Sony loses $18.5M PSP patent suit
Electronics giant's portable game system and other products determined to infringe on patent for sorting music on a memory chip.
Sony is being stung by a lawsuit once again, as a Texas jury this week found the PlayStation Portable and a smattering of the company's other electronics in violation of an Agere Systems patent for storing headers in music files on a memory chip. As reported by the Tyler Morning Telegraph, the jury found that Sony willfully infringed on the patent, and it awarded Agere compensatory royalties of $18.5 million.
When the suit was originally filed in March of 2006, it included infringement claims for seven other patents, with the slate of complaints being whittled down over the intervening years. Also since the filing of the suit, Agere Systems has ceased to exist, having merged with silicon and software tech firm LSI Corporation in 2007.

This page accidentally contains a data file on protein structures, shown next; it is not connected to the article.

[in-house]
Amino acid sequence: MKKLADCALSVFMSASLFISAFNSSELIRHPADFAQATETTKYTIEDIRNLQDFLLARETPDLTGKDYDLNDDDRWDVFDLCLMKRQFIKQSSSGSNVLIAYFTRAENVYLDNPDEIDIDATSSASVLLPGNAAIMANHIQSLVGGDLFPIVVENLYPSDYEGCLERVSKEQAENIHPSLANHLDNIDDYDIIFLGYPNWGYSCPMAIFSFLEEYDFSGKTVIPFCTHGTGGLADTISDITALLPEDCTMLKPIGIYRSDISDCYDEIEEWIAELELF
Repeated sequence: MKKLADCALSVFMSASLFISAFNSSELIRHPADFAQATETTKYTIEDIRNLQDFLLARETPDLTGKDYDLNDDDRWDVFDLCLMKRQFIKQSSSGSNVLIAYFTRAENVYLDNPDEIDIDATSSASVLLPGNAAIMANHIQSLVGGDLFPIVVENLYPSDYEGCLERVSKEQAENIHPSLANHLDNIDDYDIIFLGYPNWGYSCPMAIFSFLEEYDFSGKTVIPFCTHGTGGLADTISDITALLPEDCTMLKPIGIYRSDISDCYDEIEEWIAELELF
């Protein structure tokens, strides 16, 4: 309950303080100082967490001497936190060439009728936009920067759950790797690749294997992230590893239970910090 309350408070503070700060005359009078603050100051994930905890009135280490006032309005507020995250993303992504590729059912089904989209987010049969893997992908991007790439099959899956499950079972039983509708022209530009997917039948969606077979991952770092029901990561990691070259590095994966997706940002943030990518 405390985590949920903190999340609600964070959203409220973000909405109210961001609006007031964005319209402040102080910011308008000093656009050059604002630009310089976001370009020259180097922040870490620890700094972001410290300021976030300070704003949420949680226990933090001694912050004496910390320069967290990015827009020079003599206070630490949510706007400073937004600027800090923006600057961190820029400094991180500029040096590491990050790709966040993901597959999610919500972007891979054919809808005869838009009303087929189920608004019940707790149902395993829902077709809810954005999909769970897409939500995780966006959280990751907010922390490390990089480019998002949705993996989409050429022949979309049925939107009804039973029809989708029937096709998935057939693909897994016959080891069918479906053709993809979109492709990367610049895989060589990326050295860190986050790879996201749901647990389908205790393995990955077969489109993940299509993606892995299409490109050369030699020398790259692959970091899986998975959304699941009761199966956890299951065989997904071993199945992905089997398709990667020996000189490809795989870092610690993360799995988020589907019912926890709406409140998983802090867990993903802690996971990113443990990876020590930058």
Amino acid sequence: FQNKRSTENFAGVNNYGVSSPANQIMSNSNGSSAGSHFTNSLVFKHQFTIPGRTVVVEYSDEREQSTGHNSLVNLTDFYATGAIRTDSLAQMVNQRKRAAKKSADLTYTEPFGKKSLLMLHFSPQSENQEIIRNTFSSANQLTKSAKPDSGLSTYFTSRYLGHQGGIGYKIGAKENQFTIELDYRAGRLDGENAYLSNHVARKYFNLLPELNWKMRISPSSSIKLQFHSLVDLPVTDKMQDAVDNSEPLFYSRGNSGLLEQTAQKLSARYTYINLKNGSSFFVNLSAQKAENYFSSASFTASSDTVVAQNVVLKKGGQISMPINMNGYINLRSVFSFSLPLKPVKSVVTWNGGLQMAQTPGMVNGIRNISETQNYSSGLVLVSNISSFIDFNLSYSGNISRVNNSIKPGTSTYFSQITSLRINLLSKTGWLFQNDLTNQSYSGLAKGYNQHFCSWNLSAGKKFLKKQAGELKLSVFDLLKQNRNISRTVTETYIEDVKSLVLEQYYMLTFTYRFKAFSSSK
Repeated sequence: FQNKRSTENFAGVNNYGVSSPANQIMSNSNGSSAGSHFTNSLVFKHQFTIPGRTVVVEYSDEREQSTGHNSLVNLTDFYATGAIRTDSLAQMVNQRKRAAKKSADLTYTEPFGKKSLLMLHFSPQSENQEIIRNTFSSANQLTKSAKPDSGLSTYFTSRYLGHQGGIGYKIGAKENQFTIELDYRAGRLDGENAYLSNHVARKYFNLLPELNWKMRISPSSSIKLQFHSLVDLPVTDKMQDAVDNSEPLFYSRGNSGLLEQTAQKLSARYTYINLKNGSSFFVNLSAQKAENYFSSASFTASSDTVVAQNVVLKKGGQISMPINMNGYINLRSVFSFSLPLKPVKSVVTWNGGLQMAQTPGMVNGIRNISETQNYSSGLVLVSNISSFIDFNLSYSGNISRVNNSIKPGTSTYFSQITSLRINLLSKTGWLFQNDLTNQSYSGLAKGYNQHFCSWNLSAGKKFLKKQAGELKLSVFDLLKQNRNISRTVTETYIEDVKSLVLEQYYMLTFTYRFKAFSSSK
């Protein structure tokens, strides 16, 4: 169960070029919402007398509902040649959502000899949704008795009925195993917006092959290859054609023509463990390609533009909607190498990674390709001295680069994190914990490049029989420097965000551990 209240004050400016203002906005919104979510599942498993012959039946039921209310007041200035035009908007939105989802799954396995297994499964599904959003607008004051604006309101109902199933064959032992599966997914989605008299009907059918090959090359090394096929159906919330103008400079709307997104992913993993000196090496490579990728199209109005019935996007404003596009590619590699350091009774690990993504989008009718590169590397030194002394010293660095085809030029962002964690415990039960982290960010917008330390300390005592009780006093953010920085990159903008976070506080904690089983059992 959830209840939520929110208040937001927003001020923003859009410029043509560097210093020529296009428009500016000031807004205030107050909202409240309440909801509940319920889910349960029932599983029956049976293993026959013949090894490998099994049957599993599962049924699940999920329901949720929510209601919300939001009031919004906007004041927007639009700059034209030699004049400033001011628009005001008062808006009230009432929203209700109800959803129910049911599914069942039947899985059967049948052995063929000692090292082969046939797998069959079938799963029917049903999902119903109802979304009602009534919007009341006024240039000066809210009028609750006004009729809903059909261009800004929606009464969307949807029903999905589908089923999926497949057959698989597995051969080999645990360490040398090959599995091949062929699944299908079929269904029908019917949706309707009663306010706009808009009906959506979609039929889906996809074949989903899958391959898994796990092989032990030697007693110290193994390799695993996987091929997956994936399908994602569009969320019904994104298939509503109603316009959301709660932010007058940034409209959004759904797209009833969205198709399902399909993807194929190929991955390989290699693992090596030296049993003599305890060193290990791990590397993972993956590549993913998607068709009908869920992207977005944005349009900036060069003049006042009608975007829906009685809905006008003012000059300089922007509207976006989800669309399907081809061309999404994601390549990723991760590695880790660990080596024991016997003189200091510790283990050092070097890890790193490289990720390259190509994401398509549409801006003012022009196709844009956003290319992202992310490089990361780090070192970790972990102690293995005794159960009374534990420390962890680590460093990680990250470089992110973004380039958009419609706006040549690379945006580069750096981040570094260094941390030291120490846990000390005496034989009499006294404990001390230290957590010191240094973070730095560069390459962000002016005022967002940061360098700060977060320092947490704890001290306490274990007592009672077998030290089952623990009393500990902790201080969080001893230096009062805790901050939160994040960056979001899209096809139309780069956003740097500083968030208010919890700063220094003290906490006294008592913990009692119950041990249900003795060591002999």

Sony is no stranger to the penalties of patent infringement. In 2005, a judge ordered Sony to fork over $90 million to Immersion Corporation for infringing on patents the company holds in creating the vibration function of its DualShock controllers for the PlayStation and PlayStation 2. While Sony opted to leave rumble out of its original Sixaxis PlayStation 3 controller, it eventually repaired its bridges with Immersion and licensed the technology for the DualShock 3.
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